I Got This

Shortly after I became a mother someone very close to me in my life thought they could parent my children better than I could, it wasn’t anything personal against me, (took be a long time to figure that out) it’s just that she thought she was the best at mothering, ever.

I would get so upset, she would change the rules for my young children, rules and schedules that worked for my family and my household. I’m not talking about a visit to grandma’s where cookies before dinner were okay, I mean implementing strict household rules in my household. I mean sitting at my dinner table while I answer a question to my daughter and having myself interrupted for her to give her instruction to my daughter.

I would sit in my therapist’s office and cry in anger.

I realized, with my therapist help, that she thought there was not enough discipline in my household, so she was going to fill the role. And who disciplines? The parents, or the leaders. So with the help of my therapist I learned a phrase. One to “keep in my back pocket.” I let the little stuff go, but when I needed to I would pull it out. “I got this.” I would hold my hand up calmly and methodically and say, “I got this, thank you though.”


It has proved helpful in so many ways.

Years ago when I was working on my pastoral identity (an ongoing process) I painted a picture for my spiritual director of how I worked as a leader. (this BTW is not a perfect analogy)

I come along when the church is in a rut. There’s a leadership (non violent) fox hole (or bunker) with no one or very few people in it and a lot of people standing starring in. I come in and fill it. Sometimes with dirt (things that don’t need to be replaced) or dig out space (for new things) as I have the gifts and the ability to do almost everything in the church bunker. It took a while in my first call learn that I couldn’t do that for very long, without it being soul crushing. So I started pulling people in with me, supporting them and teaching them to take over roles, not just anyone, but the people called, using their gifts. When the bunker was full or someone got tired or toxic we learned to replace or shift them and have a steady stream of people in and out, moving around, and eventually I am no longer needed and am lifted out, off to find a new bunker.

The most important thing for your ego as a leader, admit that all those people that came to replace you, may not do it better than you, but it’s better that they are doing it.

Do you get that? Because it’s kind of beautiful when it works. John 14:12 says that once he is gone, we will do all the things that Jesus has done, and more.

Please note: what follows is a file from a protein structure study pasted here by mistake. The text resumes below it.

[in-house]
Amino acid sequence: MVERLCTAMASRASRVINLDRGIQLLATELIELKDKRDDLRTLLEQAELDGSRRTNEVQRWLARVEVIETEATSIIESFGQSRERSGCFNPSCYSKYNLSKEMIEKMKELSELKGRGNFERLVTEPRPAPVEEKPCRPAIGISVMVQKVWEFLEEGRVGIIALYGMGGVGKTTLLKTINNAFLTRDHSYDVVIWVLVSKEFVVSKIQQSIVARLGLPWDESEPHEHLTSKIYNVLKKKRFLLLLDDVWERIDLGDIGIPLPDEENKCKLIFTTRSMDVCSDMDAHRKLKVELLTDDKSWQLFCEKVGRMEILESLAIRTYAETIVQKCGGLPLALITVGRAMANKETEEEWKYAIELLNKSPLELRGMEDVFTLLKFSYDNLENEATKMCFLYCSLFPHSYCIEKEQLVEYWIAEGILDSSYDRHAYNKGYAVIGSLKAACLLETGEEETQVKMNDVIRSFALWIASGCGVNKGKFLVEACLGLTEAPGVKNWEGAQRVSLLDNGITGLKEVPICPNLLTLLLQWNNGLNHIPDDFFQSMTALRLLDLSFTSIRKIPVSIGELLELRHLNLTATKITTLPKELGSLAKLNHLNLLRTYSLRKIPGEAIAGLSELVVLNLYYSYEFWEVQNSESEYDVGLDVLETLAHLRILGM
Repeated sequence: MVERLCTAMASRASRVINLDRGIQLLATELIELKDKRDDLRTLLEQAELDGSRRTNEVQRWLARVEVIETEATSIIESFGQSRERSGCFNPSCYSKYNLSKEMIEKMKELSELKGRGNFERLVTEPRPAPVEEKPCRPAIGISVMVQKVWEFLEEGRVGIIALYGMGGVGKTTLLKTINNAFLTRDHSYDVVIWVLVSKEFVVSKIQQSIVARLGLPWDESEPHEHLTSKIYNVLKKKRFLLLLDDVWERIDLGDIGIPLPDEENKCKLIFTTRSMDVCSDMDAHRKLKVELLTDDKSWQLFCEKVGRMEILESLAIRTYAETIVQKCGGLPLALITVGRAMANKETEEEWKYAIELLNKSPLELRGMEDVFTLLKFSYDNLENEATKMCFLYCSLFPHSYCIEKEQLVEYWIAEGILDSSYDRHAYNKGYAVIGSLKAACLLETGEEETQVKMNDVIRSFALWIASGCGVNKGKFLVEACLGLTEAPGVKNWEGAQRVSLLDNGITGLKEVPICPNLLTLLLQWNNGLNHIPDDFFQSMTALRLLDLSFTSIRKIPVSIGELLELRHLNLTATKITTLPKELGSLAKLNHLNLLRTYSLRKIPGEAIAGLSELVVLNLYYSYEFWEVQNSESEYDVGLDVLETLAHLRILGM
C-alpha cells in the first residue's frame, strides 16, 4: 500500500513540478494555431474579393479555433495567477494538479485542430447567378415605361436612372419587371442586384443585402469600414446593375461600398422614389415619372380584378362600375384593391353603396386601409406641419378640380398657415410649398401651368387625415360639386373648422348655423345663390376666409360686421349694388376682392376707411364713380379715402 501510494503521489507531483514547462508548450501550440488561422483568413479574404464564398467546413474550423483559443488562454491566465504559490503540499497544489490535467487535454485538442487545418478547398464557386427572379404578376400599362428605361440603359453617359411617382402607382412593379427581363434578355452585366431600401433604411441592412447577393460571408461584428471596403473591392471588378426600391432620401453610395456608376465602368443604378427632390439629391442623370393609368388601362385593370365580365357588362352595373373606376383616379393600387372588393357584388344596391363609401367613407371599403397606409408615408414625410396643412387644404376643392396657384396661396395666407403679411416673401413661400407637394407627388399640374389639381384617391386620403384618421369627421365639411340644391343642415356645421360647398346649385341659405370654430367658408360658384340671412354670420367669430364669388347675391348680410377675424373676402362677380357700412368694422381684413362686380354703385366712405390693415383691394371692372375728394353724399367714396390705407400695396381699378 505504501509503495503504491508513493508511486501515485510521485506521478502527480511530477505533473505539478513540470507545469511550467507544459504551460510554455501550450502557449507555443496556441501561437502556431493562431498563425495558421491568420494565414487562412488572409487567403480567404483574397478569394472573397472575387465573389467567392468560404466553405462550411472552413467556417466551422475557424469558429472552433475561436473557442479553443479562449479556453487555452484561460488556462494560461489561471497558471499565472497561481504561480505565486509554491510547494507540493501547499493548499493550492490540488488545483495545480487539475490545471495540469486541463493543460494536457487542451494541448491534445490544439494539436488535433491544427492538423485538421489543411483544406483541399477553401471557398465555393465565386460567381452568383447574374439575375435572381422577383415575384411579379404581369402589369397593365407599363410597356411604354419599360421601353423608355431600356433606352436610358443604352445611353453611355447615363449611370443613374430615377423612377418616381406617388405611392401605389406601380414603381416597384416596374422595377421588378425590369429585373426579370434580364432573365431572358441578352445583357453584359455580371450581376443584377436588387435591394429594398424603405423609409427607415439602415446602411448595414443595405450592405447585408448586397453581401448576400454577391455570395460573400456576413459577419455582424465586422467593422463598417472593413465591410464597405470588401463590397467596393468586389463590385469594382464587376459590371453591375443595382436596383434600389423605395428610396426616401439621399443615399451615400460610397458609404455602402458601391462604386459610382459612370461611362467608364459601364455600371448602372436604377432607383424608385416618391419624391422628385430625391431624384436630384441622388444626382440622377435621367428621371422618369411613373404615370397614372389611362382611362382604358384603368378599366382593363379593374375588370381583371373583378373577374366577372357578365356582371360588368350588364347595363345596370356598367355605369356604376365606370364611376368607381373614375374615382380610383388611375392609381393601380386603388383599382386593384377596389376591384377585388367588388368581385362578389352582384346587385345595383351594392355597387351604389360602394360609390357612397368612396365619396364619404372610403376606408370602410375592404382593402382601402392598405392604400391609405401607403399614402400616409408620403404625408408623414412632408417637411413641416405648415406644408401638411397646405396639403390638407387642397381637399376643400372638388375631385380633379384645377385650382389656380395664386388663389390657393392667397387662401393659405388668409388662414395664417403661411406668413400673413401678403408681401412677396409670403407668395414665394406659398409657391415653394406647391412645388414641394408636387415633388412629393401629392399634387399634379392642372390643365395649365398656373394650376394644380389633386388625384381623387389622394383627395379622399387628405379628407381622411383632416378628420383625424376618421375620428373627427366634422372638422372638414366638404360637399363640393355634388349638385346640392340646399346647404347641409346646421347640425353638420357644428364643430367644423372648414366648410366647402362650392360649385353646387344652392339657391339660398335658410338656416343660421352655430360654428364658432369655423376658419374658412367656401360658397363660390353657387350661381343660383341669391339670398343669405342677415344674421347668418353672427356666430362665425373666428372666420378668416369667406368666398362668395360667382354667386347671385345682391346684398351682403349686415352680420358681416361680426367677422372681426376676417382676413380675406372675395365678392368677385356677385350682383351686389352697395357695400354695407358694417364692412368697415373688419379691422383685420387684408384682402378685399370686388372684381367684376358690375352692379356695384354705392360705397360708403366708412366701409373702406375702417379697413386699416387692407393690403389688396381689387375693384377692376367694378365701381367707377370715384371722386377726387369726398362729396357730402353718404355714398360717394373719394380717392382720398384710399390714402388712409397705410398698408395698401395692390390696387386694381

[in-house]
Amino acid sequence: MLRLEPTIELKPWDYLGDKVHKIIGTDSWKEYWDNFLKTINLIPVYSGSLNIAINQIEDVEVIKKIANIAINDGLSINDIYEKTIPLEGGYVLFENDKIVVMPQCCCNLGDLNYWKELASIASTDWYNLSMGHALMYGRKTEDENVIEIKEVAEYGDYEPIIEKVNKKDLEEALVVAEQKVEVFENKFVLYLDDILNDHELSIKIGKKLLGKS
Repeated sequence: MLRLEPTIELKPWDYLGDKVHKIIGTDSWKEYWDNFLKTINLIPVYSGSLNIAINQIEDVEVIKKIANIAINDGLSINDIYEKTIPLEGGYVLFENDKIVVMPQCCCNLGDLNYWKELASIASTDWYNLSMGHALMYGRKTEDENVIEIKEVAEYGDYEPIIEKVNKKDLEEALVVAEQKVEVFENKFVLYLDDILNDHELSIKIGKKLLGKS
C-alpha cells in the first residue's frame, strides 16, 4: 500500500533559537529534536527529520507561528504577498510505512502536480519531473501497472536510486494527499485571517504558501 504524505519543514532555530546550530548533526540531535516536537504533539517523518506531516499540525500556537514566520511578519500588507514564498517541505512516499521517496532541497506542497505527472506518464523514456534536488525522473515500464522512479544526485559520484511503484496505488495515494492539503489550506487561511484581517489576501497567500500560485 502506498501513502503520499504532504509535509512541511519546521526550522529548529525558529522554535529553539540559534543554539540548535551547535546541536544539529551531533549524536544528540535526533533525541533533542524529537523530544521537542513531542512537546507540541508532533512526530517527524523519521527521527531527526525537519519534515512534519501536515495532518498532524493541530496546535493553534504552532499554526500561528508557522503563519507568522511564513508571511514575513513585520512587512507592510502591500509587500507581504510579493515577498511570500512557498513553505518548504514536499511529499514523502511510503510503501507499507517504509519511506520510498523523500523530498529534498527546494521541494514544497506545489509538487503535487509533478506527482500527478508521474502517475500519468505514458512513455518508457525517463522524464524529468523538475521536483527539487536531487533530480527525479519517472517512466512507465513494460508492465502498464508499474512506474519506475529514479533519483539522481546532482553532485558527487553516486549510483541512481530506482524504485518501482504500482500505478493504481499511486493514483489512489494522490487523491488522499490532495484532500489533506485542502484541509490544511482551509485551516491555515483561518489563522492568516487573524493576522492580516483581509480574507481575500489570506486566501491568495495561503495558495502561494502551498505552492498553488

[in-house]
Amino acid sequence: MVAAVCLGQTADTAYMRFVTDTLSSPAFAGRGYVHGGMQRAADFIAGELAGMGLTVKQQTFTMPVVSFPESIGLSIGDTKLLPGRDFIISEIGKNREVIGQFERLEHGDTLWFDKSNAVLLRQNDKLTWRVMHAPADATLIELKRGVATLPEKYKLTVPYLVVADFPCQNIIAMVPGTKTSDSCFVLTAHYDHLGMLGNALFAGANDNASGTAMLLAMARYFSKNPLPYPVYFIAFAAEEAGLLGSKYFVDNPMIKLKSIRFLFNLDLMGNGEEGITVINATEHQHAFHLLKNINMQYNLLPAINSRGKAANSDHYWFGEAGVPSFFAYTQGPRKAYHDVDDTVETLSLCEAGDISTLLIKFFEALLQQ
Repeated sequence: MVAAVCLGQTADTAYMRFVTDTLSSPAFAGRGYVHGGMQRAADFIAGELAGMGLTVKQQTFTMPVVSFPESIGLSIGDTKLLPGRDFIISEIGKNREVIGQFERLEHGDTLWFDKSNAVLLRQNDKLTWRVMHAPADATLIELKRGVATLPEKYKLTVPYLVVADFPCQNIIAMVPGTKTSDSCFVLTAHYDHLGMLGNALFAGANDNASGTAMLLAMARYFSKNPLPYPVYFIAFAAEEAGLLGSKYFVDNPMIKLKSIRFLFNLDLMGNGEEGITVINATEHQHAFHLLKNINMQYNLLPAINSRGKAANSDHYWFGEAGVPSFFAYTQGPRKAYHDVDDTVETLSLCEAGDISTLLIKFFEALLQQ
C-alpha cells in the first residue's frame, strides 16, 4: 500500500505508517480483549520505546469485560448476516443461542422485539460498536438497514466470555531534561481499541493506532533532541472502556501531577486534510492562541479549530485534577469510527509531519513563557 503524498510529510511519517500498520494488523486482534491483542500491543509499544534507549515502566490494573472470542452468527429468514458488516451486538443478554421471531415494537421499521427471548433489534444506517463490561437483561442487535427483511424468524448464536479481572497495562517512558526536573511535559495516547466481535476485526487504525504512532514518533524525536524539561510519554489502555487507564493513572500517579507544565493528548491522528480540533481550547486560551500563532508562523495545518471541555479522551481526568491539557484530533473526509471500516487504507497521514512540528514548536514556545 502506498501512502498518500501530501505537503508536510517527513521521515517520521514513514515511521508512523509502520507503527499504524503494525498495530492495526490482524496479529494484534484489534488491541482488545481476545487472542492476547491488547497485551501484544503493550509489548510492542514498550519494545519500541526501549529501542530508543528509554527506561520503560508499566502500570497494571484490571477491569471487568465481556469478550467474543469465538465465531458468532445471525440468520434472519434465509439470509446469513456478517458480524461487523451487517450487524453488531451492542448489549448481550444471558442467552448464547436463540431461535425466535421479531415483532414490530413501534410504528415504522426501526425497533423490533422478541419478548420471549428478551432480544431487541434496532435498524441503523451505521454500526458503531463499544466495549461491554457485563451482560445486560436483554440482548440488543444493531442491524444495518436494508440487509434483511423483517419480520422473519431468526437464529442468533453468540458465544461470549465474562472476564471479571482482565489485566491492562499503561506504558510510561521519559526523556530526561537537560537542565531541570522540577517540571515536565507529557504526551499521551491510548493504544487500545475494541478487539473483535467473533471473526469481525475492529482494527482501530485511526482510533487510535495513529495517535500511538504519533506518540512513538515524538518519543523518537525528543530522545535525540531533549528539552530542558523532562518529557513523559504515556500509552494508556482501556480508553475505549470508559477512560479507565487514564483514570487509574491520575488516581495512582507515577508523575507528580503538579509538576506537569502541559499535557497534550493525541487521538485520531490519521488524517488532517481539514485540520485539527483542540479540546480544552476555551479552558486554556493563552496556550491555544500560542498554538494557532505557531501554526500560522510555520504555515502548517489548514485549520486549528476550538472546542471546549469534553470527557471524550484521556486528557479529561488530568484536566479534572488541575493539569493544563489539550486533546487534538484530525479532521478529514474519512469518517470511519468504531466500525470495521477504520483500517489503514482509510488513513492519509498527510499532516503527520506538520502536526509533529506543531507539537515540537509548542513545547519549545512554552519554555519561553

We are not Jesus, but we are better together. This is proven over and over in every leadership book. If I do it all myself (for longer than a short period of time), then when I get out of the bunker, there is still a void. And voids, my friends, is where destruction happens.

There is a catch or two- 1) you MUST be called to THIS bunker at THIS time, it’s the Esther moment. The other problem with this is that sometimes someone or a group of people jump in the bunker and say, “it’s time for you to get out now.” This person/group are the ones who want to be the ones to fill the void, they think there’s glory in it, or just simply don’t understand the process.

When creating a healthy system from a leadership void you almost have to overstay your welcome in the bunker. At my last church I overstayed by about 2 years. I needed to for family reasons and it gave them a sense of security in a rough time. I used to think this was a bad thing for all of us, but now I realize that it was the best thing.

Things aren’t perfect there and some may even be mad at me for “abandoning” them, but I needed to leave the bunker so they could see what they were made of, they knew how to run that church and they hired a pastor who did the things they needed him to do, and ONLY the things they need him for. In other words they said, “We got this!”

If I left earlier then the confidence wouldn’t have been there. God is pretty wise sometimes…

However, my heart breaks for the moments of mutiny. I have been working with several young pastors who really relate to this analogy, and I’ve been there. Either they seal a lid on you leaving you stranded and alone, or they force you out without understanding that important last step, “overstaying”. Because overstaying is where you pretending to be holding on to the seat, but really, they’re riding the bike all on their own without training wheels.

It’s about confidence. Without the last step of perceived overstaying, they never gain the confidence ride freely, to look back and say, “I got this, thanks though.” As you wave them into their future.

2015: The Year of Shalom

The word of the 2015 is Shalom. Despite the fact that my Brother-in-law was hoping for falafel. But alas, it’s Shalom – Wholeness, Peace. It is both a greeting and a farewell.

Peace with what?

Specifically: Me.